Barrie Police Service
|Barrie Police Service|
Logo of the Barrie Police Service
|Motto||Committed to our community|
|Legal personality||Governmental: Government agency|
|Elected officer responsible||The Honourable Madeleine Meilleur, Minister of Community Safety and Correctional Services|
|Agency executive||Kimberley Greenwood, Chief of Police|
The Barrie Police Service provides policing services to the City of Barrie, Ontario, Canada. It is made up of 218 police personnel and 94 civilians that serve a population of 135,711, as of 2011, in an area covering 100.71 km2 (38.88 sq mi).
The Chief of Police is the highest-ranking officer of the Barrie Police Service. The current chief is Kimberley Greenwood, a former Staff Superintendent and 30-year veteran of Toronto Police.
|This section requires expansion. (December 2011)|
Past Police Chiefs
- Kimberley Greenwood, 2013–present
- Mark Neelin, 2010-2013
- Wayne Frechette, 2000-2010
- Jack Delcourt, 1985-2000
- Earl Snider, 1976-1985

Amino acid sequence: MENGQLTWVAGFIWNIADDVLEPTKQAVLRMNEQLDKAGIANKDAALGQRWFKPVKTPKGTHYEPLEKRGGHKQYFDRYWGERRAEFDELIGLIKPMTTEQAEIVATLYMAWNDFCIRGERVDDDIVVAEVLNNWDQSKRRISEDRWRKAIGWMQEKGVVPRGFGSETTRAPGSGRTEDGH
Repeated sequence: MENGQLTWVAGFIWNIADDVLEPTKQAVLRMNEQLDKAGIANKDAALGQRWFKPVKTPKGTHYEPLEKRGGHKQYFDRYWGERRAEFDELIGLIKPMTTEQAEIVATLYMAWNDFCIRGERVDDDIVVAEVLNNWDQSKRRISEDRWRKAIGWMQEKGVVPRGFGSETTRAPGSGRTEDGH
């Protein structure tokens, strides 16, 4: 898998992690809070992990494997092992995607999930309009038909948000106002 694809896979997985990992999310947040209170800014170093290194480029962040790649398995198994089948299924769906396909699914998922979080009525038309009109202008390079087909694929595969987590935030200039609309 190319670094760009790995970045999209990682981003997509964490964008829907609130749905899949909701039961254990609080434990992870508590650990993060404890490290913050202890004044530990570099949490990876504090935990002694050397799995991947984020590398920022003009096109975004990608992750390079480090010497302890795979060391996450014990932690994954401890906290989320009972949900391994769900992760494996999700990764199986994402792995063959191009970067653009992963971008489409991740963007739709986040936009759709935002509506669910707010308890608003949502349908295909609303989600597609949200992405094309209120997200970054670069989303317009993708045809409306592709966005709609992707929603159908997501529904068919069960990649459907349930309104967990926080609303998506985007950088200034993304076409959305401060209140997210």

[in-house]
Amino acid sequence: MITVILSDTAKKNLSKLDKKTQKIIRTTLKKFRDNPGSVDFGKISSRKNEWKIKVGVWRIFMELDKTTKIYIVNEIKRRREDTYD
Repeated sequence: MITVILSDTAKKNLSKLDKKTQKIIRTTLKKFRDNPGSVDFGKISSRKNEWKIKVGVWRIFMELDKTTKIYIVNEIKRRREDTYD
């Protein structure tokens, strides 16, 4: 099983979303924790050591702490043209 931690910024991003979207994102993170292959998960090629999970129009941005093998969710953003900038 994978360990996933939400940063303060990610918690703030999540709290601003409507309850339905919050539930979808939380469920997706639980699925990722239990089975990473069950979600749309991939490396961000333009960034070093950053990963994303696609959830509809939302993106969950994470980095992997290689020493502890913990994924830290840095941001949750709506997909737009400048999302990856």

- Ed Tschirhart, 1956-1976
- O.P.P. contract, 1946-1956
- James Case, Acting Chief, 1946
- B.B. Burtchael, 1945
- Alexander Stewart, 1924-1945
- James Case, 1923-1924
- Robert King, 1888-1923
- Chief Constable Joseph Rogers, 1853-1888
- In 2008 a senior police inspector in charge of the Barrie Police Service Professional Standards Branch was relieved of his duties after emailing a racist 'joke' to colleagues.
- In 2009 an attempted obstruction of justice was reported after senior Barrie Police Service officials initially failed to disclose and then subsequently refused to disclose the existence of criminal charges against one of their constables, which included, drug possession and trafficking, cocaine use while on duty, theft (stealing money and phone cards from an evidence bag), and obstruction of justice.
- In 2010 a Barrie police Constable Jason Nevill assaulted and arrested a man under false charges. After the incident was caught on a security camera and caused public outrcry, he was later found guilty of causing bodily harm, unlawful use of authority and obstruction of evidence. Following a one-year jail sentence, Nevill resigned from the police force.
- "A Brief History of the Barrie Police Service", Barrie Police Service Archives. Retrieved on 2007-10-23.
- "Community Service Unit (CSU)". Barrie Police Service. Retrieved 2012-07-19.
- "Barrie police inspector suspended over e-mail", Toronto Star - Feb 15 2008
- "Barrie police want probe of racist email", Toronto Star - Feb 15 2008
- "Accused should get access to relevant police files: SCOC", National Post - January 16, 2009
- "Supreme Court of Canada Rules of Police Duty to Disclose Police Misconduct Records", The Court - Osgoode Hall Law School - York University - January 22, 2009